This thesis uses social media as point of departure to understand distinctions between face-to-face human interaction and human interaction that is mediated by digital technology. I began by asking simple questions: What does it mean to replace a hand shake with a text message? What does it mean to greet someone not physically as a person but as a flattened image on a screen? Ultimately, what does it mean for two subjects to interact without physical proximity and how does the distance between them inform or misinform their perception of one another?
The locus of the research was to explore the role of architecture as a site-specific, physical object within the tangle of social connection/disconnection between physically separated subjects in an immaterial digital space. And so the goal of the thesis was to find opportunities to use architecture as a point of convergence for social interaction in the analog and social interaction in the digital.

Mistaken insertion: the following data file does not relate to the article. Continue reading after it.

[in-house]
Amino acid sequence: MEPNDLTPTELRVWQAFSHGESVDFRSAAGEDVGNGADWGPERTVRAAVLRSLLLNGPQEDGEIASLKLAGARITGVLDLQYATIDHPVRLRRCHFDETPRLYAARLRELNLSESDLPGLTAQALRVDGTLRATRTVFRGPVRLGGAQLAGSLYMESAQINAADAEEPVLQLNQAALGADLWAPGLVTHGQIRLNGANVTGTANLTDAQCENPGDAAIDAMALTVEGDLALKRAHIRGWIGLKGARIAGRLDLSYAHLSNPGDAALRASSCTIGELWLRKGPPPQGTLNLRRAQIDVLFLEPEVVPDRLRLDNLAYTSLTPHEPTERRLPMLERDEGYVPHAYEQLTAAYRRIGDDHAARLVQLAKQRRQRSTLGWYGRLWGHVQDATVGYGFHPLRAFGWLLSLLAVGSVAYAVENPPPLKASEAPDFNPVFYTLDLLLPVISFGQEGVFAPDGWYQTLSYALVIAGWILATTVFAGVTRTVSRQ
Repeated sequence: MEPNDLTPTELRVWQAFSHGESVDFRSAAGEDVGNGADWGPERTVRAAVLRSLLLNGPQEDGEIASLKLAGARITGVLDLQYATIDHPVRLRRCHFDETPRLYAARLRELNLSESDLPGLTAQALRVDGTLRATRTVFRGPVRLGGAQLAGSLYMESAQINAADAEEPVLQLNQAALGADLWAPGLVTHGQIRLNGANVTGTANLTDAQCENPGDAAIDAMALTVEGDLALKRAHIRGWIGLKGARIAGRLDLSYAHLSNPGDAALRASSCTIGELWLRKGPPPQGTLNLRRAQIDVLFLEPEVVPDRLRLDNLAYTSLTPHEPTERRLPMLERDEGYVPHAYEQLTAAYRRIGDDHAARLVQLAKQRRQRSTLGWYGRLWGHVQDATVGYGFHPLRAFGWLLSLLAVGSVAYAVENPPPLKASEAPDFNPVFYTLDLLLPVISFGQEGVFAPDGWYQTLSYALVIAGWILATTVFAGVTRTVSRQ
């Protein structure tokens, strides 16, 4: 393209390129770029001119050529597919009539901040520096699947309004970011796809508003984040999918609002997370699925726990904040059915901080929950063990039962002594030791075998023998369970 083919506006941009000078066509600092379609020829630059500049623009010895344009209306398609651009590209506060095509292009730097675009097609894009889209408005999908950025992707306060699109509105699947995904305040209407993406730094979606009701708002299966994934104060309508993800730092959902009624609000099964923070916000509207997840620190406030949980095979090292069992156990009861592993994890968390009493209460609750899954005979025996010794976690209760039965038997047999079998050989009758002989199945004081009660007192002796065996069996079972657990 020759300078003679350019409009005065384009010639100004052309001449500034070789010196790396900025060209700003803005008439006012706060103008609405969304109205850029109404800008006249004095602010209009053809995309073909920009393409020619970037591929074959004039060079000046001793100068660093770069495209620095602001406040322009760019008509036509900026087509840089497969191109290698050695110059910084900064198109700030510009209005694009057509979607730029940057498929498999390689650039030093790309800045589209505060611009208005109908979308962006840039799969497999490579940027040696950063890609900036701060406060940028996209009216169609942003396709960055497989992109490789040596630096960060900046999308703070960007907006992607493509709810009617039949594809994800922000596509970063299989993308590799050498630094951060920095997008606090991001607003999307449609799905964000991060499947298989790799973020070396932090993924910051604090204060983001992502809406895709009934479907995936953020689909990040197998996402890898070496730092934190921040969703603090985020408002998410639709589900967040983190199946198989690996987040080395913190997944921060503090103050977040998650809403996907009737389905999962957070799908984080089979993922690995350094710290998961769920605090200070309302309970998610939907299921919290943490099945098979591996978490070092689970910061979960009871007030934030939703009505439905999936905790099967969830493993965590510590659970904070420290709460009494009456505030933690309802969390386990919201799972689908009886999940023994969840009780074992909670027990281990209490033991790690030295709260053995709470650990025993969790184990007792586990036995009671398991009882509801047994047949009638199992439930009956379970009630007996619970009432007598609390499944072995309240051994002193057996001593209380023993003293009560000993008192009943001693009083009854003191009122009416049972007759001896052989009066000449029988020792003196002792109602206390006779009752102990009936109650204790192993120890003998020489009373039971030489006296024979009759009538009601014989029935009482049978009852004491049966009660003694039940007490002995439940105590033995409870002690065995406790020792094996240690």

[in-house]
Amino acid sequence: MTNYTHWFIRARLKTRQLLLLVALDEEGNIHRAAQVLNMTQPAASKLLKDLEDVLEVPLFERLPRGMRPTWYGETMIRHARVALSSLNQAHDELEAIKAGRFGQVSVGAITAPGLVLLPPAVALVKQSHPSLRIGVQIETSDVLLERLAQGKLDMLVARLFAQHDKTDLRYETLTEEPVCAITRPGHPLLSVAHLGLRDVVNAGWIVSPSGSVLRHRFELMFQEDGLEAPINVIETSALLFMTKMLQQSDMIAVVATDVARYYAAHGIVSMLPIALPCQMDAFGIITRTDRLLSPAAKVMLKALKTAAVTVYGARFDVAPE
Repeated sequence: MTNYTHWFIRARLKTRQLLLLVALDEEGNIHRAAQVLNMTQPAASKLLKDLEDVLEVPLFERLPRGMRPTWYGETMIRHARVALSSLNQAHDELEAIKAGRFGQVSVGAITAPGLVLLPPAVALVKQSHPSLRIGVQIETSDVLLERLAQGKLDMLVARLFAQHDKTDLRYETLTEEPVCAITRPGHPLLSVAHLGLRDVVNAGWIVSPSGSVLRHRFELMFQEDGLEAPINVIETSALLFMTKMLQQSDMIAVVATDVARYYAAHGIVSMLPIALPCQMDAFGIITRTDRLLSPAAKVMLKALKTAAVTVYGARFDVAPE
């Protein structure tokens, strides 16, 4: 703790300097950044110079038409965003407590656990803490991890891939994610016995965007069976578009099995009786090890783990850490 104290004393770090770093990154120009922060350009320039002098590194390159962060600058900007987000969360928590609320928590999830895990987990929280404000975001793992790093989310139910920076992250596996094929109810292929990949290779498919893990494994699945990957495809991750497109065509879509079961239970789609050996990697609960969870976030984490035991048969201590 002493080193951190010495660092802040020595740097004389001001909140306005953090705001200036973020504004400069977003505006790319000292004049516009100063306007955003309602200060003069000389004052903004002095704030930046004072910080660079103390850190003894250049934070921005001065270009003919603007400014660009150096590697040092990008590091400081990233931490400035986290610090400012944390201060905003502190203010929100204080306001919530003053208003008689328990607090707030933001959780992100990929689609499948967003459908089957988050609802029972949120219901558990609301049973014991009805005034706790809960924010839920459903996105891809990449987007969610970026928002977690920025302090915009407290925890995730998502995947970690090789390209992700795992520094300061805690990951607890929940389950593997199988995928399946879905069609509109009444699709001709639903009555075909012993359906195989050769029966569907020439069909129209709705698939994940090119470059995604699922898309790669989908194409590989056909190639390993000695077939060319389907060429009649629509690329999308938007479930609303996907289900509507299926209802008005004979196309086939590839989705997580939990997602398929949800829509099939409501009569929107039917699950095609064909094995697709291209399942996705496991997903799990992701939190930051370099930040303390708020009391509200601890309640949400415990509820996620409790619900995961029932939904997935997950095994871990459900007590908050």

The case study for this thesis was a hypothetical social network, The Open Aid Network, created for the purpose of increasing contact between, and aligning the efforts of, the estimated 1.8 million humanitarian organizations around the world. Like preceding social networks such as Facebook and Google, for reasons of logistics, communication and coordination that are inextricably linked to face-to-face interaction, the Open Aid Network would inevitably need to establish a physical presence through architecture. In other words, it would need to translate its digital identity into a physical object. The result of this thesis was an exploration of a new building and spatial typology: an architectural translation of the digital-social to become the physical-social, of Internet non-space to become physical place, and of ubiquitous human interaction to find permanence in site specificity.